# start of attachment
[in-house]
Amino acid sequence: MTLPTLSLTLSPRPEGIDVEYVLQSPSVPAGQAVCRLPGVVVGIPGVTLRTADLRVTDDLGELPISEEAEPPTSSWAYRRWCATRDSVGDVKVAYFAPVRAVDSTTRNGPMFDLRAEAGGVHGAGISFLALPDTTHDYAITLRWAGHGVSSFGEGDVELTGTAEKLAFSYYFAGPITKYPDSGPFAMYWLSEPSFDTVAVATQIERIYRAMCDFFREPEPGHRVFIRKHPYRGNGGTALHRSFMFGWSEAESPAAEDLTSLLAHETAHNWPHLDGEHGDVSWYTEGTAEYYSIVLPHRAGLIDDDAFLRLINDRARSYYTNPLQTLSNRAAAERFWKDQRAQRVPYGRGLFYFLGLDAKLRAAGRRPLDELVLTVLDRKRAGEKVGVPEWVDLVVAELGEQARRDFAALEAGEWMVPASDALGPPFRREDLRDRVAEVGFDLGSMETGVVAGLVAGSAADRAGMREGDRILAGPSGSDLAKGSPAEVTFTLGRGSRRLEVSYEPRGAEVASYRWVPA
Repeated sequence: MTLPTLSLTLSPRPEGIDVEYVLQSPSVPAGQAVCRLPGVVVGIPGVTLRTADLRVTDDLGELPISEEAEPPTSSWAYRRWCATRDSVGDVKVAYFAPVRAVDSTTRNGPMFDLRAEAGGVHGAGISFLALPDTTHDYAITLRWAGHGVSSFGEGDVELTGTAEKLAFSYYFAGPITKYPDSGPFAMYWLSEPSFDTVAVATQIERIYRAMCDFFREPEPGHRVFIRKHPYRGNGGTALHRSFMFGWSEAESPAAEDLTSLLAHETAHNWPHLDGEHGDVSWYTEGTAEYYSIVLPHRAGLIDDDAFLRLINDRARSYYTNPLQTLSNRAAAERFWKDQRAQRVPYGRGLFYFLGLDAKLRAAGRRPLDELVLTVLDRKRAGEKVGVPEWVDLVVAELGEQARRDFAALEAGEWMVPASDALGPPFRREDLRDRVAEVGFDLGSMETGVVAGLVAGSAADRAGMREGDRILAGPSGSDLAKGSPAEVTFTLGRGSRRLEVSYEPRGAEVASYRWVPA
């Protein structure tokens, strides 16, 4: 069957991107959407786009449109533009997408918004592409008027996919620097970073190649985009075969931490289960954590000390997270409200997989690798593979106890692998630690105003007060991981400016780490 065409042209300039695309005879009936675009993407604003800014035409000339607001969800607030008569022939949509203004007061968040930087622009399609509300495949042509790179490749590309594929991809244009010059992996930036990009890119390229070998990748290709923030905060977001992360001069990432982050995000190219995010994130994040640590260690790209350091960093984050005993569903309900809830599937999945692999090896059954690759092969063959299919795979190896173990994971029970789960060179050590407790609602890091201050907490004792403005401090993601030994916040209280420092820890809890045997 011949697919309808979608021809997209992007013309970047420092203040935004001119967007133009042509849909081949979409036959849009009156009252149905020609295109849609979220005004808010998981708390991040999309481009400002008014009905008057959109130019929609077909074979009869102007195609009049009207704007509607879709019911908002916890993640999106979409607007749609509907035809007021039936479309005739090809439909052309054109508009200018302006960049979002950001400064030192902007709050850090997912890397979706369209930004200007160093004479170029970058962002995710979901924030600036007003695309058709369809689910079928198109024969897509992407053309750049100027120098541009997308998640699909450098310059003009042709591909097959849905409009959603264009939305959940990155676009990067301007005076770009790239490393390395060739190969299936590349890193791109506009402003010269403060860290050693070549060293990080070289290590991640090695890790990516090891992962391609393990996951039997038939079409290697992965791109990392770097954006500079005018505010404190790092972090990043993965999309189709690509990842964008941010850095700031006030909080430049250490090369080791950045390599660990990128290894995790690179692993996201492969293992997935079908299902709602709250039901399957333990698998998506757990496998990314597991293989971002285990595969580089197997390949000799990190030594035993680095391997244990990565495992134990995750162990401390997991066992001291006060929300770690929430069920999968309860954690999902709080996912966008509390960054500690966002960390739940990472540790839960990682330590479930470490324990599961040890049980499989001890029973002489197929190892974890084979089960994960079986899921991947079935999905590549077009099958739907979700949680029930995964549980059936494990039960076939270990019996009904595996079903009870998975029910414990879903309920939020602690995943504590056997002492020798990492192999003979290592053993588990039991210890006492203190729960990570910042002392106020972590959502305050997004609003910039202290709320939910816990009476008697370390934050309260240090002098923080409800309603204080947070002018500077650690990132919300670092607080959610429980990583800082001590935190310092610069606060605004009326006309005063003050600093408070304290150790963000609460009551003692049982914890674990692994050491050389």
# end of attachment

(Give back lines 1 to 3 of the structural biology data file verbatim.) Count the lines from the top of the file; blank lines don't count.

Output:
[in-house]
Amino acid sequence: MTLPTLSLTLSPRPEGIDVEYVLQSPSVPAGQAVCRLPGVVVGIPGVTLRTADLRVTDDLGELPISEEAEPPTSSWAYRRWCATRDSVGDVKVAYFAPVRAVDSTTRNGPMFDLRAEAGGVHGAGISFLALPDTTHDYAITLRWAGHGVSSFGEGDVELTGTAEKLAFSYYFAGPITKYPDSGPFAMYWLSEPSFDTVAVATQIERIYRAMCDFFREPEPGHRVFIRKHPYRGNGGTALHRSFMFGWSEAESPAAEDLTSLLAHETAHNWPHLDGEHGDVSWYTEGTAEYYSIVLPHRAGLIDDDAFLRLINDRARSYYTNPLQTLSNRAAAERFWKDQRAQRVPYGRGLFYFLGLDAKLRAAGRRPLDELVLTVLDRKRAGEKVGVPEWVDLVVAELGEQARRDFAALEAGEWMVPASDALGPPFRREDLRDRVAEVGFDLGSMETGVVAGLVAGSAADRAGMREGDRILAGPSGSDLAKGSPAEVTFTLGRGSRRLEVSYEPRGAEVASYRWVPA
Repeated sequence: MTLPTLSLTLSPRPEGIDVEYVLQSPSVPAGQAVCRLPGVVVGIPGVTLRTADLRVTDDLGELPISEEAEPPTSSWAYRRWCATRDSVGDVKVAYFAPVRAVDSTTRNGPMFDLRAEAGGVHGAGISFLALPDTTHDYAITLRWAGHGVSSFGEGDVELTGTAEKLAFSYYFAGPITKYPDSGPFAMYWLSEPSFDTVAVATQIERIYRAMCDFFREPEPGHRVFIRKHPYRGNGGTALHRSFMFGWSEAESPAAEDLTSLLAHETAHNWPHLDGEHGDVSWYTEGTAEYYSIVLPHRAGLIDDDAFLRLINDRARSYYTNPLQTLSNRAAAERFWKDQRAQRVPYGRGLFYFLGLDAKLRAAGRRPLDELVLTVLDRKRAGEKVGVPEWVDLVVAELGEQARRDFAALEAGEWMVPASDALGPPFRREDLRDRVAEVGFDLGSMETGVVAGLVAGSAADRAGMREGDRILAGPSGSDLAKGSPAEVTFTLGRGSRRLEVSYEPRGAEVASYRWVPA